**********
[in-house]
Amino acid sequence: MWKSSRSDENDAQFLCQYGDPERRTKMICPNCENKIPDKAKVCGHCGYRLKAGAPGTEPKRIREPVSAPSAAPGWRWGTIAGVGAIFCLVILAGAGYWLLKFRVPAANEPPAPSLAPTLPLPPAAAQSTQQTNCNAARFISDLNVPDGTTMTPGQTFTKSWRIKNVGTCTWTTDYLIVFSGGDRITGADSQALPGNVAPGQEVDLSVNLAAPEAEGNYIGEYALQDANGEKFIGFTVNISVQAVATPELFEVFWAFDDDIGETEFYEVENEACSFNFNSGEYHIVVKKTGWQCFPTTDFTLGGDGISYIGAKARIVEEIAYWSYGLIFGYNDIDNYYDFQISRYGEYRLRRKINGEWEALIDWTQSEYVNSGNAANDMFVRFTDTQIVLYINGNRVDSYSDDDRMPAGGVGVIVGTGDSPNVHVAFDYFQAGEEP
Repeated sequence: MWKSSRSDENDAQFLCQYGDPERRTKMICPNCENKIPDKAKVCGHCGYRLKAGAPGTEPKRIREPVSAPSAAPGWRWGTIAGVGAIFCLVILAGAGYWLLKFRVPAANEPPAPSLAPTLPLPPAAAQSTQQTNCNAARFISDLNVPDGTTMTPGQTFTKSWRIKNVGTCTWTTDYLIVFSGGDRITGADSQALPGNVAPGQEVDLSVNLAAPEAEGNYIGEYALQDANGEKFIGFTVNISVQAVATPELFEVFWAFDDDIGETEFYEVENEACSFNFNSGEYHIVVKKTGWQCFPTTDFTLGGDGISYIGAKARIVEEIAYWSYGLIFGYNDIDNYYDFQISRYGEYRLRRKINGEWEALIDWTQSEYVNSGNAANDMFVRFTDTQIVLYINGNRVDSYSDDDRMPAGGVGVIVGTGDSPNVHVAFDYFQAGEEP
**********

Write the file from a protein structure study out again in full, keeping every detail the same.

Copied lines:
[in-house]
Amino acid sequence: MWKSSRSDENDAQFLCQYGDPERRTKMICPNCENKIPDKAKVCGHCGYRLKAGAPGTEPKRIREPVSAPSAAPGWRWGTIAGVGAIFCLVILAGAGYWLLKFRVPAANEPPAPSLAPTLPLPPAAAQSTQQTNCNAARFISDLNVPDGTTMTPGQTFTKSWRIKNVGTCTWTTDYLIVFSGGDRITGADSQALPGNVAPGQEVDLSVNLAAPEAEGNYIGEYALQDANGEKFIGFTVNISVQAVATPELFEVFWAFDDDIGETEFYEVENEACSFNFNSGEYHIVVKKTGWQCFPTTDFTLGGDGISYIGAKARIVEEIAYWSYGLIFGYNDIDNYYDFQISRYGEYRLRRKINGEWEALIDWTQSEYVNSGNAANDMFVRFTDTQIVLYINGNRVDSYSDDDRMPAGGVGVIVGTGDSPNVHVAFDYFQAGEEP
Repeated sequence: MWKSSRSDENDAQFLCQYGDPERRTKMICPNCENKIPDKAKVCGHCGYRLKAGAPGTEPKRIREPVSAPSAAPGWRWGTIAGVGAIFCLVILAGAGYWLLKFRVPAANEPPAPSLAPTLPLPPAAAQSTQQTNCNAARFISDLNVPDGTTMTPGQTFTKSWRIKNVGTCTWTTDYLIVFSGGDRITGADSQALPGNVAPGQEVDLSVNLAAPEAEGNYIGEYALQDANGEKFIGFTVNISVQAVATPELFEVFWAFDDDIGETEFYEVENEACSFNFNSGEYHIVVKKTGWQCFPTTDFTLGGDGISYIGAKARIVEEIAYWSYGLIFGYNDIDNYYDFQISRYGEYRLRRKINGEWEALIDWTQSEYVNSGNAANDMFVRFTDTQIVLYINGNRVDSYSDDDRMPAGGVGVIVGTGDSPNVHVAFDYFQAGEEP